Nitin Chordia is taking his craft, what he sees is an art form, across the country.
In 2015, Nitin Chordia, who started his career as a retail consultant, became the first certified chocolate sommelier in the country.
Chordia vividly remembers the first time he chanced upon chocolate tasting. "I didn't realise that there's chocolate on my palate and I let it melt. That's all I did," he said.
This is when he realised that he could taste several ingredients in the chocolate, which hinted at berries, pineapples, and several fruity flavours. That was his Eureka moment.
Chordia runs Kocoatrait and Cocoatrait, two brands that are focussed on studying and producing fine chocolate for Indian customers. He is taking his craft, what he sees is an art form, across the country. Moneycontrol sat down with Chordia to understand what chocolate tasting is, how you can get into it, and the vast universe of fine chocolate.
What are some of the qualities you look for when you are tasting fine chocolate?
The level of acidity is very important. It's important to note that having a lot of acidity is not always bad in chocolate. The next of course is tanins. Unlike wine, good chocolate should have fewer tanins. This is because at the end of the day, chocolate is a sweet product and is in a different category. Other than that, the things that we look at, would be the flavour note that comes as soon as you start the chocolate experience tasting experience. Then there is a mid note and then there is an end note, and then there would be an aftertaste. So an aftertaste to a great extent talks a lot about the quality of the product and the chocolate maker also. You know how well he has made the chocolate. So if it's a longish note, which means that they have done their job right to ensure that the note is present.
What the difference between fine chocolate and regular chocolate?
In chocolate making, the ingredients play a big role. Obviously large multinational mass-market brands tend to add quite a lot in order to make it cheaper with a higher shelf life, they will do so a lot with ingredients. But with fine chocolate, that kind of story is very limited. You make the beans and produce the chocolate from pure cacao beans. For the most part, with fine chocolate making, you try to preserve the aroma and flavour to a large extent leading to a very pure chocolate experience.
Can you invest in fine chocolate as is popularly done in the case of fine wine?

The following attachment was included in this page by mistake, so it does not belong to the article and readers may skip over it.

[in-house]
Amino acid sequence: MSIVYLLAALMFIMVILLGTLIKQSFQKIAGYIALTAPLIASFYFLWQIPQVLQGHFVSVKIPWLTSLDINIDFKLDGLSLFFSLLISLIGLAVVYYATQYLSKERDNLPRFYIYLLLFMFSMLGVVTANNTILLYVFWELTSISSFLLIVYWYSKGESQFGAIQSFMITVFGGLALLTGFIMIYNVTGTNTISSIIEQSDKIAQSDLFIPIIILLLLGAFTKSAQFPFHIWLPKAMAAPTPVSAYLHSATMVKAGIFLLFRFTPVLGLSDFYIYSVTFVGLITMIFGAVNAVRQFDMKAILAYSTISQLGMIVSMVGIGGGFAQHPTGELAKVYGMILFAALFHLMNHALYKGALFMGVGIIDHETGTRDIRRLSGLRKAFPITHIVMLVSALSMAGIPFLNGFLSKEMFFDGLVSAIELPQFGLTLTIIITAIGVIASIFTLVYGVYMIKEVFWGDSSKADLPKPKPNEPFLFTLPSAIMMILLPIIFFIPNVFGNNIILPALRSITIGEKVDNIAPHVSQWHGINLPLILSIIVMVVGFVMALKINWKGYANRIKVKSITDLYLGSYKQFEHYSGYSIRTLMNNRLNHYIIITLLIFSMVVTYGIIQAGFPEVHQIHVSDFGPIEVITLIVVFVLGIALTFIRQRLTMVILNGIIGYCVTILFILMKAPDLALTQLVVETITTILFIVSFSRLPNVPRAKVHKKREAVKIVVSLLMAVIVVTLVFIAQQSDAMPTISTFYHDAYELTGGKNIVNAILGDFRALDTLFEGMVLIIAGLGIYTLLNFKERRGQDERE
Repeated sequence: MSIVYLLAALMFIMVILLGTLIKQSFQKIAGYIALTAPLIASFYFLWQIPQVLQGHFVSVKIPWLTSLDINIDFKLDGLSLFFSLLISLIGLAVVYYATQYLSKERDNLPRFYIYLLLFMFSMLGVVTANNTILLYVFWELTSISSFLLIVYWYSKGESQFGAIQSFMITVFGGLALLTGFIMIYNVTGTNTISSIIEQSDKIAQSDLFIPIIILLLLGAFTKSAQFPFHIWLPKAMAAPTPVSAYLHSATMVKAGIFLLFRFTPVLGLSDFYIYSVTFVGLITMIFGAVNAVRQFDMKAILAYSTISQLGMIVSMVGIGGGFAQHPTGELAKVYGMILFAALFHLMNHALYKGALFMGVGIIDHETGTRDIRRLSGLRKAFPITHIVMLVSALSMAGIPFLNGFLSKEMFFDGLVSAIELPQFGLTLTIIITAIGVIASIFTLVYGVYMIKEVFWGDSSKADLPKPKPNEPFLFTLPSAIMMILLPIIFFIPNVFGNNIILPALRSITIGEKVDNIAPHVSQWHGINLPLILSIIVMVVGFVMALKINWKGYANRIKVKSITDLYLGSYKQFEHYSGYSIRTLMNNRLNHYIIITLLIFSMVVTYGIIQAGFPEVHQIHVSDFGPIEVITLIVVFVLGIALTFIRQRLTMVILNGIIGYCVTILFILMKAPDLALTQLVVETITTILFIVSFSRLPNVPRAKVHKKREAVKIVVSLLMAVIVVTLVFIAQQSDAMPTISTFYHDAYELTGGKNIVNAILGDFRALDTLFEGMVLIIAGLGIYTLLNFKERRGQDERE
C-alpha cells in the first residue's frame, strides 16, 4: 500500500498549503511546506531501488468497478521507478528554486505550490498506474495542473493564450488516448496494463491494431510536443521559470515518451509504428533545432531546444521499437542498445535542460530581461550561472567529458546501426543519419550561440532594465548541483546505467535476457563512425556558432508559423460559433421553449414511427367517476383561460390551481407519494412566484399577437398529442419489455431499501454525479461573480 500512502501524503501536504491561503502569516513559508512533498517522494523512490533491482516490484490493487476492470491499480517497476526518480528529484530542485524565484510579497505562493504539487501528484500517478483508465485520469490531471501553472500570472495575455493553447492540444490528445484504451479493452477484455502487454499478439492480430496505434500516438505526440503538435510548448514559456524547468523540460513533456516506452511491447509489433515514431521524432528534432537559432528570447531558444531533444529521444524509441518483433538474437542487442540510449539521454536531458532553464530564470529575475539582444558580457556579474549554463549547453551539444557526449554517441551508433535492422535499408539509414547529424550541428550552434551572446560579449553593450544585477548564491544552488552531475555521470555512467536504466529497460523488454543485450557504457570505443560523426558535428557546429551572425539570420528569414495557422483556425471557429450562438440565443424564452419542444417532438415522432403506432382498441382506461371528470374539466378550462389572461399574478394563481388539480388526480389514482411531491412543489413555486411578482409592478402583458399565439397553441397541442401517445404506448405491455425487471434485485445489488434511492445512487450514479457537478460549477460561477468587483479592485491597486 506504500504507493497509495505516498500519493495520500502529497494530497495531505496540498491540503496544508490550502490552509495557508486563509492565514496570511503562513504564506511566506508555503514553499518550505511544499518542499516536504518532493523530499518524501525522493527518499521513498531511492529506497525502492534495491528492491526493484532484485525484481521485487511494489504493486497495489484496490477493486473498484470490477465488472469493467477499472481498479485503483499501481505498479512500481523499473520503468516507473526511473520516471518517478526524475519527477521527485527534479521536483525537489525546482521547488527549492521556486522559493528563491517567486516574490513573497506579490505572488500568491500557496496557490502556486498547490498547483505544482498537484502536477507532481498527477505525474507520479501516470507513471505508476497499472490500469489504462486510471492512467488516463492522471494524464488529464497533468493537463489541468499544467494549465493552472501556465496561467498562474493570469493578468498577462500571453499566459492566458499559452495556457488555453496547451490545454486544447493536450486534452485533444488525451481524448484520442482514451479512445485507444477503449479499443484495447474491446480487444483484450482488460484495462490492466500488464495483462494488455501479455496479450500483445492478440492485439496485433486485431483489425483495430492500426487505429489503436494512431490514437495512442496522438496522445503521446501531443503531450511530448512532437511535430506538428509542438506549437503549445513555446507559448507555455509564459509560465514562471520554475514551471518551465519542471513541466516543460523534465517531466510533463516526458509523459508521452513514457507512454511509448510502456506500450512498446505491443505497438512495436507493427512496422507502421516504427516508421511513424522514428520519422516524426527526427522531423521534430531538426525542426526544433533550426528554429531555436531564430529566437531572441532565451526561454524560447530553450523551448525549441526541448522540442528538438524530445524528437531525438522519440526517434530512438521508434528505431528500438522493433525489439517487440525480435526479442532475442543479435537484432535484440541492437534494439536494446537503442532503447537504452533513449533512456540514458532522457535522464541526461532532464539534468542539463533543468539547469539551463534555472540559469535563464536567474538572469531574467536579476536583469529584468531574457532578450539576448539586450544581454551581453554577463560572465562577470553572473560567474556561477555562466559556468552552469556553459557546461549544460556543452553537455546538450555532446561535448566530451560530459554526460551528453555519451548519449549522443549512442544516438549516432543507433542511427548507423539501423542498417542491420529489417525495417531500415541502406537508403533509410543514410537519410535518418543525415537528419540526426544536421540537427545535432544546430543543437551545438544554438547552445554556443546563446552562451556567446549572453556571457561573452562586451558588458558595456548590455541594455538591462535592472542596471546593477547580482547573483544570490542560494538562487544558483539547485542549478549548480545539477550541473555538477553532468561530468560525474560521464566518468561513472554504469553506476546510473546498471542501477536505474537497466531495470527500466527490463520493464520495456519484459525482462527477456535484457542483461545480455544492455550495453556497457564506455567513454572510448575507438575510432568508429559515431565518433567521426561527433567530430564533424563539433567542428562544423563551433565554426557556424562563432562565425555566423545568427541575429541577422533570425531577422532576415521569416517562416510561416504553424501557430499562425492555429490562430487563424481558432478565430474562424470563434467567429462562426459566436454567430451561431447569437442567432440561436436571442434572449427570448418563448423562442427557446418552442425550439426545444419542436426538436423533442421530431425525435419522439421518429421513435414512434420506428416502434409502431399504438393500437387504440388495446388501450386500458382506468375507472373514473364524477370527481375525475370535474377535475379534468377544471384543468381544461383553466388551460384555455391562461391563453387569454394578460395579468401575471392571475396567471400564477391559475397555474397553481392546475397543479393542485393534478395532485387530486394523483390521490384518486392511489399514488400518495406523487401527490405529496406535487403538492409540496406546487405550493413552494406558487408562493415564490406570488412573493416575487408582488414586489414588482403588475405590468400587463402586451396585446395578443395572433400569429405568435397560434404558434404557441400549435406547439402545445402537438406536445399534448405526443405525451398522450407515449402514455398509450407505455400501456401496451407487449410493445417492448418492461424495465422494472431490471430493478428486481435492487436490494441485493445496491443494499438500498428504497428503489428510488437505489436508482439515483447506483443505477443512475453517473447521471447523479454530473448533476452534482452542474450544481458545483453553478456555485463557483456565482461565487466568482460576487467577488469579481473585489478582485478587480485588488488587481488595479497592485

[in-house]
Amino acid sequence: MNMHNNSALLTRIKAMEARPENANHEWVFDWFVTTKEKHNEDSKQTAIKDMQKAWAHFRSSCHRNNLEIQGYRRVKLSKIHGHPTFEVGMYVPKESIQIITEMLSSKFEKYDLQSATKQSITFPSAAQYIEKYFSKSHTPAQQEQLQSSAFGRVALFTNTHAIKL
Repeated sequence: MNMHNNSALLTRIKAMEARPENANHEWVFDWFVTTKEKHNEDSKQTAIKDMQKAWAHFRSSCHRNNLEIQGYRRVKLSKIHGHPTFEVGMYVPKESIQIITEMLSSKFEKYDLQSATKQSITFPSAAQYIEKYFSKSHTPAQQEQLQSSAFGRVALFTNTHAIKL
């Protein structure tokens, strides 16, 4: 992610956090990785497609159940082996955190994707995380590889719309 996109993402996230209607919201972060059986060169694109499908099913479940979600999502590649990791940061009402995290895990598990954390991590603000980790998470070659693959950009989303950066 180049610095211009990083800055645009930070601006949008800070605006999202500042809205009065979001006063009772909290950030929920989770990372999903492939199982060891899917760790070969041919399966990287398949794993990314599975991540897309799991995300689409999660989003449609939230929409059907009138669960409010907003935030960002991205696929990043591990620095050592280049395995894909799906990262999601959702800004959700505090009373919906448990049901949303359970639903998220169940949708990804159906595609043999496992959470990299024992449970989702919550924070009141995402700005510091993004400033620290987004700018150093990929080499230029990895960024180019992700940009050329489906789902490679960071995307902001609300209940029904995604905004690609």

So unlike wine, in the case of chocolates, the futures or the investments can happen more easily in the cocoa side of things rather than the final product side of things. In cocoa, you would typically invest in your base raw material, which is cacao. However, this has not gotten quite as popular yet.
While wine you can store with the right temperature and sustain if for years, if you buy a very expensive bar can you keep it for just as long?
I have a wine chiller in my office and there's no wine in the chiller. It's only chocolate. This is because chocolate ages very well. In fact, you require the same level of sophistication in terms of temperature and humidity for the storage of these chocolates. We even have chocolates that are even eight years old, nine years old. However, this really depends on the ingredients used in the chocolate. When it comes to fine chocolates, you don't have all the crap that the mass-market chocolate makers put in. Fine chocolate, usually it's vegan, so there is no milk in it. If there is no milk in pure chocolate it can last even up to a hundred years provided there it is stored under the right temperature.
How do you become a certified chocolate sommelier?
The certification process is modelled around wine certification. So the base is quite similar. You have level one which is really for everyone. So you don't have to necessarily even have entered your kitchen for instance, if you have to be a level one.Level one is really a prep stage for Level 2. This involves an exam which is actually difficult to pass. Finally, you have level 3, which is a week's course that takes place on a cocoa farm. At the end of level three, the assumption is that you have kind of mastered several things after which you receive several opportunities.